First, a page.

News article

Press release: Children not properly hydrated

Posted:  Monday, October 15, 2012


  • Multi-country studies show fluid intake at breakfast does not suffice to maintain adequate hydration for the whole morning
  • In the USA, most of the children aged 4 to 13 years do not meet the Adequate Intakes (AI) for water from both foods and beverages
  • Experts call for additional research, programmes and policies to guide children’s beverage intake whilst at school

Vevey, Switzerland, – 15 October 2012. At a Nestlé Nutrition Institute Satellite Symposium recently held on October 7th at the Food and Nutrition Conference and Expo (FNCE) in Philadelphia, USA, leading international experts highlighted the importance of maintaining good hydration status in children on a daily basis to ensure optimal body function.

More than two thirds of schoolchildren have a hydration deficit

Professor Gerard Friedlander of the Paris Descartes University Medical School, France, explained that children are more likely to be dehydrated than adults due to their high surface-to-body weight ratio. They also pay less attention to their fluid intake. Professor Friedlander was citing the results of large studies held between 2009 and 2011 in France, Italy, UK and USA1,2,3,4. These revealed that more than two thirds of children have a hydration deficit when they go to school in the morning, despite what they may have had at breakfast time.

The studies involved a cohort of about 500 schoolchildren aged 9-11 years in each of the four countries. Interestingly, just over 60% of the children in each country were found to have a hydration deficit as measured by a urinary osmolality of over 800 mOsmol/kg of water5. Professor Friedlander who oversaw the European studies said, “A majority of children drank less than 400ml of fluid at breakfast and had a greater risk of having a high osmolality after breakfast than children drinking more than 400ml of fluids. These results demonstrate how important it is for children to be adequately hydrated whilst at school. Little data currently exists on the impact of hydration status of children on health, but some studies have shown that it may affect mental performance, such as concentration, short-term memory and attention”.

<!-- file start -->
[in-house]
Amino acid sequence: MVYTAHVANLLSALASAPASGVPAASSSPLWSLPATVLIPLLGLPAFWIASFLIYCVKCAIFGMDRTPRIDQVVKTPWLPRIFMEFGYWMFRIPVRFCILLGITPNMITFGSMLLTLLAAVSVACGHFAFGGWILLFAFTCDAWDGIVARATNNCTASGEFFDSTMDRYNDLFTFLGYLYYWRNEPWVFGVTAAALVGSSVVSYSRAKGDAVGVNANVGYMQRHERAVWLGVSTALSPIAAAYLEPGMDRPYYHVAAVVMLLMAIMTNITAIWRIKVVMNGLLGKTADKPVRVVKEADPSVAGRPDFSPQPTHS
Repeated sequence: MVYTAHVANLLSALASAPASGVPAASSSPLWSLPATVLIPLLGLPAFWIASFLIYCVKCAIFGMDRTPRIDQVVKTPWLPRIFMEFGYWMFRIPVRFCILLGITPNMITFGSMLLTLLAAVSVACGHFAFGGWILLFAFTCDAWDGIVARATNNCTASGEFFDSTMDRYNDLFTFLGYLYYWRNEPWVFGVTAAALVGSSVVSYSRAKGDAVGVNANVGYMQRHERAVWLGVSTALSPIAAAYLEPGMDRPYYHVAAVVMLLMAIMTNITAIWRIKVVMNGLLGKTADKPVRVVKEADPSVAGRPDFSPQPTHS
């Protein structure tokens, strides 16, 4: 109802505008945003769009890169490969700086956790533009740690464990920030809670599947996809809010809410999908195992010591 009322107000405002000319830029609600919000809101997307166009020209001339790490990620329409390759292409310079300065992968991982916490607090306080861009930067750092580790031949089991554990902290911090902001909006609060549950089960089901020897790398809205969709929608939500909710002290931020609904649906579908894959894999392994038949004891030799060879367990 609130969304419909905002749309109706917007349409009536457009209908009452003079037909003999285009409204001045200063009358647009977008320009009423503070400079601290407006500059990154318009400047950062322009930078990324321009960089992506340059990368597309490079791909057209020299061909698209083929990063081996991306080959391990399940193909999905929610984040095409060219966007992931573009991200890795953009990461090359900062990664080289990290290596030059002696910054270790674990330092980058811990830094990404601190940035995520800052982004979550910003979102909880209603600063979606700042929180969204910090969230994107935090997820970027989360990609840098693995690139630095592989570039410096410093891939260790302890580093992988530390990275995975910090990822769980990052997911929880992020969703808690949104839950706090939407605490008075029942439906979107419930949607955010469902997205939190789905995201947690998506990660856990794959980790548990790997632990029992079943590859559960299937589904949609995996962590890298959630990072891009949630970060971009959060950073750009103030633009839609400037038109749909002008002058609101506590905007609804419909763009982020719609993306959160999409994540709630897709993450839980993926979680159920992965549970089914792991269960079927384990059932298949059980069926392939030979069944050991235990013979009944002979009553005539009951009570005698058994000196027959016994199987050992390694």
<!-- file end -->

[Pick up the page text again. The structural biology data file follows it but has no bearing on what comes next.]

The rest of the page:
Creating hydration ‘habits’ for schoolchildren

“Providing water access in schools is a global issue and varies from country to country. Collaborative efforts among school administration, communities, and policy makers are needed to improve school drinking water provision”, said Maureen Pisanick a nutritionist and Industry Consultant. She continued, “Although interventions and policies to encourage healthy beverage intake in schools and child care are increasing, there is a need for additional research, programmes, and policies to guide beverage intake in these settings”.

Ms Pisanick proposed that investigations be implemented that can identify whether provision of water in schools can trigger a reduction in sugar sweetened beverage consumption and whether this could also lead to increased consumption of water outside the school environment. She addressed ways in which water can be promoted in schools such as establishing marketing campaigns to promote water consumption. These campaigns might include integrating the hydration topic in lessons on biology, health, nutrition, and physical education. Also, signs and advertisements can be posted in the cafeteria and throughout schools promoting water consumption.

Evaluating water consumption amongst children and adolescents

“Most of the US population may not meet the Adequate Intakes (AI) for water from both foods and beverages”, said Dr Adam Drewnowski, Center for Public Heath Nutrition, University of Washington, Seattle, USA. He was referring to the National Heath and Nutrition Examination Survey (NHANES) FOR 2005-2010, a comprehensive study amongst almost 5000 children and adolescents. The study examined the consumption of water (bottled and tap) and other beverages, including 100% fruit juices, soda/soft drinks, fruit drinks, sports drinks, milk, and other drinks (e.g., coffee, tea, energy drinks, etc.) by age and gender groups. Additional analyses examined consumption patterns by race, ethnicity and household education and incomes. Total water content of foods and beverages was then compared to Dietary Reference Intake (DRIs) values published by the Institute of Medicine for each age gender group.

Dr Drewnowski said, “The results are quite surprising when you consider that most children in this US study aged 4-8 years (74.6%) and most boys (85.2%) and girls (82.7%) ages 9-13 years failed to satisfy the Adequate Intake values for water published by the Institute of Medicine. Based on national standards, adequate hydration remains an issue in the US population”.

References
1. US Study:Stookey et al., Public Health Nutrition, 2011
2. French Study:Bonnet et al., Ann Nutr Metab , 2012;
3. Italy Study: Assael et al, J Nutr Disorders Ther, 2012
4. UK Study; Barker et al, FASEB J 2012
5. Sawka MN et al, 2007; D’Anci et al, Nutr Rev 2006; Shirreffs SM, EJCN, 2003

Notes to editors:

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